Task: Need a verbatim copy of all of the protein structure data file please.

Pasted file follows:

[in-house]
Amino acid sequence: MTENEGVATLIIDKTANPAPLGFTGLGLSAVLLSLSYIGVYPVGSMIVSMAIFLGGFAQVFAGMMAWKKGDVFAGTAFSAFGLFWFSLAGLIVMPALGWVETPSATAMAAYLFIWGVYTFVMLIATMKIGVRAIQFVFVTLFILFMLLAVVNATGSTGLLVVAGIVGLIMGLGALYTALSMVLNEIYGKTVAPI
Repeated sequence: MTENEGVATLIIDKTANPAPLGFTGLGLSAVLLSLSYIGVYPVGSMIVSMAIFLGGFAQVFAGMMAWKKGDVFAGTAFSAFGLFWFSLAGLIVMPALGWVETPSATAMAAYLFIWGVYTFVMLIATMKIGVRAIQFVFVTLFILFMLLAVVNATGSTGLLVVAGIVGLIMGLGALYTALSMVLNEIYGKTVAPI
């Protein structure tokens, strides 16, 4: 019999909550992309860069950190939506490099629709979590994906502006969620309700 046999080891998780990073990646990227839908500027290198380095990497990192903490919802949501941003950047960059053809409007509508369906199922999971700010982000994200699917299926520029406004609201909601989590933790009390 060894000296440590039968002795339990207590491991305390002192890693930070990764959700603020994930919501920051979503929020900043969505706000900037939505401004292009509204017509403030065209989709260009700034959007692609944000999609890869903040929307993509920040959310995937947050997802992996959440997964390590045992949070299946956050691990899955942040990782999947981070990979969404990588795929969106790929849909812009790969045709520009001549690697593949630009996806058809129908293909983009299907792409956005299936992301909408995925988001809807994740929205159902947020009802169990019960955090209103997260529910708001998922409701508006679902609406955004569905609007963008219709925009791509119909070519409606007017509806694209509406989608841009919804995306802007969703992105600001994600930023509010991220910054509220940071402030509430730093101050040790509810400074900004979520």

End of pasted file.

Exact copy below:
[in-house]
Amino acid sequence: MTENEGVATLIIDKTANPAPLGFTGLGLSAVLLSLSYIGVYPVGSMIVSMAIFLGGFAQVFAGMMAWKKGDVFAGTAFSAFGLFWFSLAGLIVMPALGWVETPSATAMAAYLFIWGVYTFVMLIATMKIGVRAIQFVFVTLFILFMLLAVVNATGSTGLLVVAGIVGLIMGLGALYTALSMVLNEIYGKTVAPI
Repeated sequence: MTENEGVATLIIDKTANPAPLGFTGLGLSAVLLSLSYIGVYPVGSMIVSMAIFLGGFAQVFAGMMAWKKGDVFAGTAFSAFGLFWFSLAGLIVMPALGWVETPSATAMAAYLFIWGVYTFVMLIATMKIGVRAIQFVFVTLFILFMLLAVVNATGSTGLLVVAGIVGLIMGLGALYTALSMVLNEIYGKTVAPI
């Protein structure tokens, strides 16, 4: 019999909550992309860069950190939506490099629709979590994906502006969620309700 046999080891998780990073990646990227839908500027290198380095990497990192903490919802949501941003950047960059053809409007509508369906199922999971700010982000994200699917299926520029406004609201909601989590933790009390 060894000296440590039968002795339990207590491991305390002192890693930070990764959700603020994930919501920051979503929020900043969505706000900037939505401004292009509204017509403030065209989709260009700034959007692609944000999609890869903040929307993509920040959310995937947050997802992996959440997964390590045992949070299946956050691990899955942040990782999947981070990979969404990588795929969106790929849909812009790969045709520009001549690697593949630009996806058809129908293909983009299907792409956005299936992301909408995925988001809807994740929205159902947020009802169990019960955090209103997260529910708001998922409701508006679902609406955004569905609007963008219709925009791509119909070519409606007017509806694209509406989608841009919804995306802007969703992105600001994600930023509010991220910054509220940071402030509430730093101050040790509810400074900004979520």